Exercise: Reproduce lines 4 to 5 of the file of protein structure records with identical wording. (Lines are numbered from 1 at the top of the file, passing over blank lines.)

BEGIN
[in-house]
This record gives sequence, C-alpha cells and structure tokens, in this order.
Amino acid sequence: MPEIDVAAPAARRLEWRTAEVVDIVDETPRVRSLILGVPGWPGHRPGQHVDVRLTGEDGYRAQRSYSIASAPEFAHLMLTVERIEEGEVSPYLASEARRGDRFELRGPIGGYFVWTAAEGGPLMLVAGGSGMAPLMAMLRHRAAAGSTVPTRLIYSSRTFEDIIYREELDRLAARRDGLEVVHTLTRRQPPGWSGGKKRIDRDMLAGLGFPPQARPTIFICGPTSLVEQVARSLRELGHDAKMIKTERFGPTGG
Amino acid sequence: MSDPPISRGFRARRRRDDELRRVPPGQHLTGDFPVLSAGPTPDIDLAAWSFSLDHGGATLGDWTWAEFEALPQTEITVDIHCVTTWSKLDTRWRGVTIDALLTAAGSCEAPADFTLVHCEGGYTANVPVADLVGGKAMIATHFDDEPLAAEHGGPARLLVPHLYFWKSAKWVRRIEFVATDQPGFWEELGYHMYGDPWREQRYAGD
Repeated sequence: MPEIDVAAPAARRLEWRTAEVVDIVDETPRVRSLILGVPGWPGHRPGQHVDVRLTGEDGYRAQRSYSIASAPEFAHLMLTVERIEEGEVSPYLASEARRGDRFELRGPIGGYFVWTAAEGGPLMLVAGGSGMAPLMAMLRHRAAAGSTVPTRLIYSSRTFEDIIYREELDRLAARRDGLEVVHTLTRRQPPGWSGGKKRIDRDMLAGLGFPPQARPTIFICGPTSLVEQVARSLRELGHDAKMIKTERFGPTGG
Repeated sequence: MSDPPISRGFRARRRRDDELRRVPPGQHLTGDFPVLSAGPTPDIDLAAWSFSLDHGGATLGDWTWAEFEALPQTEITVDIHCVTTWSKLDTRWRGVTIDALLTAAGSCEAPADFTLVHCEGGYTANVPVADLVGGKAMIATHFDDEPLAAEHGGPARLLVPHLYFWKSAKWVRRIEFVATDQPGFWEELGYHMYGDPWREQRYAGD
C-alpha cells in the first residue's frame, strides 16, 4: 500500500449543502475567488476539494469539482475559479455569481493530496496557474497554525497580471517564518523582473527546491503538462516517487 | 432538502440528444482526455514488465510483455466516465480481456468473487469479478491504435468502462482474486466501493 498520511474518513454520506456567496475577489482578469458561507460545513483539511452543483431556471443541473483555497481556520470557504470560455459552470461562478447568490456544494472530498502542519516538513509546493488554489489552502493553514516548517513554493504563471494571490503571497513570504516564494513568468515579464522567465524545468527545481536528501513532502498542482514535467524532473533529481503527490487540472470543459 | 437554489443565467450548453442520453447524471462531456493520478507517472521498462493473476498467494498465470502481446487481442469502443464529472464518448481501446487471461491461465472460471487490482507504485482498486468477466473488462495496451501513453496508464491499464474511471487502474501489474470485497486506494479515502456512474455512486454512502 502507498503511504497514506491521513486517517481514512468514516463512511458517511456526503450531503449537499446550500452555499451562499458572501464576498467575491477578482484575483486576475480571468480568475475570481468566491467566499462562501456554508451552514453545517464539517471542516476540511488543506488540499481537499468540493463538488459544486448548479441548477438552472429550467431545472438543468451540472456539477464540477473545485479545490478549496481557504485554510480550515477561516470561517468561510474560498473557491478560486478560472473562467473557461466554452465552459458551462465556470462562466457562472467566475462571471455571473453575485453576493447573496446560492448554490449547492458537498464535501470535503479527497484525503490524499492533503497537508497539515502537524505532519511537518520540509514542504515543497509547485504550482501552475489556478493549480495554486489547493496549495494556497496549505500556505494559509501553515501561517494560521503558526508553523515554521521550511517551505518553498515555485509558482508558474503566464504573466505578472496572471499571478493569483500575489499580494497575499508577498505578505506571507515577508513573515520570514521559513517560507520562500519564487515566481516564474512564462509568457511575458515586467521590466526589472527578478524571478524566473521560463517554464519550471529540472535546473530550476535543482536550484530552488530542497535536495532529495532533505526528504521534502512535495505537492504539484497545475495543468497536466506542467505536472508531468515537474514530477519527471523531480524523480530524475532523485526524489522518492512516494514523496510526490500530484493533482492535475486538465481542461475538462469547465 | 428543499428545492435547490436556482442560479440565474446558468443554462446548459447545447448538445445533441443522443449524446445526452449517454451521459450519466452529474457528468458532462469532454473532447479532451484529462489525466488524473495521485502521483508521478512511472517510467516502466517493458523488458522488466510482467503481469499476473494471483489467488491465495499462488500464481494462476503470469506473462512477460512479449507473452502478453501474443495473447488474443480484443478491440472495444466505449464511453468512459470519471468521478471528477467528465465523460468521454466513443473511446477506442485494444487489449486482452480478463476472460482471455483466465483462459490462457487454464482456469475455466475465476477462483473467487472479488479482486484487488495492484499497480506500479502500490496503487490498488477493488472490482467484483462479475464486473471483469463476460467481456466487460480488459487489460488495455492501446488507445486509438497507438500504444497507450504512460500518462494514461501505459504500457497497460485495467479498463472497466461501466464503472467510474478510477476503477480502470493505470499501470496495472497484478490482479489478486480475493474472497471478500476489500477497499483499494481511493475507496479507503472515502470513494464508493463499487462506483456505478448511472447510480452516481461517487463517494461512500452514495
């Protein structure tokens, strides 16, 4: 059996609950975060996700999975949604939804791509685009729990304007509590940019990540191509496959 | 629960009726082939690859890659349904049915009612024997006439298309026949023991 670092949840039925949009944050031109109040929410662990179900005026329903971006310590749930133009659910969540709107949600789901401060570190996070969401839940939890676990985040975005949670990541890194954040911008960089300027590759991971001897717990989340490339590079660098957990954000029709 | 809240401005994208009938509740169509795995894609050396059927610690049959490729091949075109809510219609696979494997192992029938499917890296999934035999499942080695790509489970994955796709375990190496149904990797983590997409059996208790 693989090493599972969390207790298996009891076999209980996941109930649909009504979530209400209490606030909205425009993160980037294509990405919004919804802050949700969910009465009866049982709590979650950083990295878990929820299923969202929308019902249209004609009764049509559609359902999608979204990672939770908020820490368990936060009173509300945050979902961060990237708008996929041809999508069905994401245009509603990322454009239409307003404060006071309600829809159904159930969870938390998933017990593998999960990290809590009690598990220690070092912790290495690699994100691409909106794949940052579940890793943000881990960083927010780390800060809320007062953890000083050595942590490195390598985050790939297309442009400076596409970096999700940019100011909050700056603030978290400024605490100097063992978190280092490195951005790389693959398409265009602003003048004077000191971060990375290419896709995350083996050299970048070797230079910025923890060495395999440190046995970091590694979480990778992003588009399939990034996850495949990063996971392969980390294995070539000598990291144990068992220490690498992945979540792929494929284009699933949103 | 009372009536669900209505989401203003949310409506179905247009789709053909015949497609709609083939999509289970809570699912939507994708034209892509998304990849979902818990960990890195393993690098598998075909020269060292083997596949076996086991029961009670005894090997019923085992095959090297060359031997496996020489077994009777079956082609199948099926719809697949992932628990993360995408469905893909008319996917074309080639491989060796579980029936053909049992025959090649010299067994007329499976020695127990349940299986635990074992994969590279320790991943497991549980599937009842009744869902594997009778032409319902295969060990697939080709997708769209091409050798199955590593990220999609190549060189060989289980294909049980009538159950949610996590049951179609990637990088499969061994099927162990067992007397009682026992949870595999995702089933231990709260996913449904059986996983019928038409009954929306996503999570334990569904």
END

Amino acid sequence: MSDPPISRGFRARRRRDDELRRVPPGQHLTGDFPVLSAGPTPDIDLAAWSFSLDHGGATLGDWTWAEFEALPQTEITVDIHCVTTWSKLDTRWRGVTIDALLTAAGSCEAPADFTLVHCEGGYTANVPVADLVGGKAMIATHFDDEPLAAEHGGPARLLVPHLYFWKSAKWVRRIEFVATDQPGFWEELGYHMYGDPWREQRYAGD
Repeated sequence: MPEIDVAAPAARRLEWRTAEVVDIVDETPRVRSLILGVPGWPGHRPGQHVDVRLTGEDGYRAQRSYSIASAPEFAHLMLTVERIEEGEVSPYLASEARRGDRFELRGPIGGYFVWTAAEGGPLMLVAGGSGMAPLMAMLRHRAAAGSTVPTRLIYSSRTFEDIIYREELDRLAARRDGLEVVHTLTRRQPPGWSGGKKRIDRDMLAGLGFPPQARPTIFICGPTSLVEQVARSLRELGHDAKMIKTERFGPTGG